The Lazy Person's Guide to Facebook Page Content Curation

Photo by halseike
02.01.2012By
Photo by halseike

Creating or curating content for your Facebook Page can sometimes feel overwhelming.

You need to be posting a couple of times per day, make sure the content is about your fans, and make sure that there’s enough content diversity that reaches a broader base on Facebook.

One top of that, you might be a lazy bones.

Four Sources of High Quality Content

Fortunately, there are many ways you can steal curate content that won’t feel like a sharp stick in the eye.

Here are just four:

  • — Pinterest: The best type of content that does consistently well on most Facebook Pages is photos. Pinterest, a new social sharing site where people pin, repin, and like photos is a great place to grab images for your Facebook Page. You can browse images either by category or by popularity.
  • — Twitter: On Twitter, you can search specific keywords related to your cause and view the top tweets containing those keywords. You can easily find links to popular articles, and can view photos and videos right within the twitter stream. Twitter also allows you to save searches, which is an easy way to remember which keywords yielded the best results.
  • — Digg: One of the laziest ways to find content that’s trending is on Digg. You can search the site for photos, videos and articles, and then filter those results by recency and Diggs.
  • — Other Facebook Pages: Your Facebook Page has it’s own News Feed that you can view once you login as your Page. It functions exactly the same way that your personal News Feed does, except it only displays stories from Pages you’ve liked as a Page (Pages can only like other Pages). From the News Feed, you can share (or repost) updates from other Pages that have received a lot of comments and likes.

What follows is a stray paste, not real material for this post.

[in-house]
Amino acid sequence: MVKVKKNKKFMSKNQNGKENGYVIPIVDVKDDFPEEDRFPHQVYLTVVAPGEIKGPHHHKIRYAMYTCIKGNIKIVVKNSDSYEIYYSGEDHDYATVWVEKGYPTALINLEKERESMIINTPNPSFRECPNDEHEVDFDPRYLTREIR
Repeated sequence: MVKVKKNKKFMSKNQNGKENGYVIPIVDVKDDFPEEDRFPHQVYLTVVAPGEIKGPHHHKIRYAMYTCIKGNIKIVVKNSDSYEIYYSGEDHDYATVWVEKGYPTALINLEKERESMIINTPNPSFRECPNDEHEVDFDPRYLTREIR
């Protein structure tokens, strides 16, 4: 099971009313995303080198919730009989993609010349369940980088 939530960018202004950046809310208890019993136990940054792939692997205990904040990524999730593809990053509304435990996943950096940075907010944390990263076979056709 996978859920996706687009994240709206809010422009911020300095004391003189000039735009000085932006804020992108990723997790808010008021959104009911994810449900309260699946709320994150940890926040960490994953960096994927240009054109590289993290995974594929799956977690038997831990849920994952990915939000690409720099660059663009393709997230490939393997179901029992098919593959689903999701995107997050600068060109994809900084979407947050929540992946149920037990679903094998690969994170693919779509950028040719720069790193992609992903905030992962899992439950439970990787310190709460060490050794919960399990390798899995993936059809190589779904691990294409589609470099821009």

As always, make sure you give proper attribution!

Effective Content Curation Using a Strategy

One way to do content curation (which unfortunately is the most popular way) is to simply start surfing around for stuff that catches your eye. This is a very bad idea for two reasons:

  1. Your content will lack a consistent message.
  2. You will waste your time getting sucked into Digg and YouTube black holes.

Content creation and curation works much better with a well thought through strategy.

It doesn’t need to be anything complicated, just a set of guidelines that states your goals, audience and narrative.

Beth writes:

“Content curation, the process of seeking and making sense of the best content on your topic or issue from other content creators,  can be the foundation of a content strategy. It can not only help you create original content, but also helps you builds your audience or network.”

How are you curating content for your Facebook Page?


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  • BTW, I don’t view content curation as “stealing” – it is only stealing if you don’t credit the original source! u00a0

  • Interesting article, thank you for posted!

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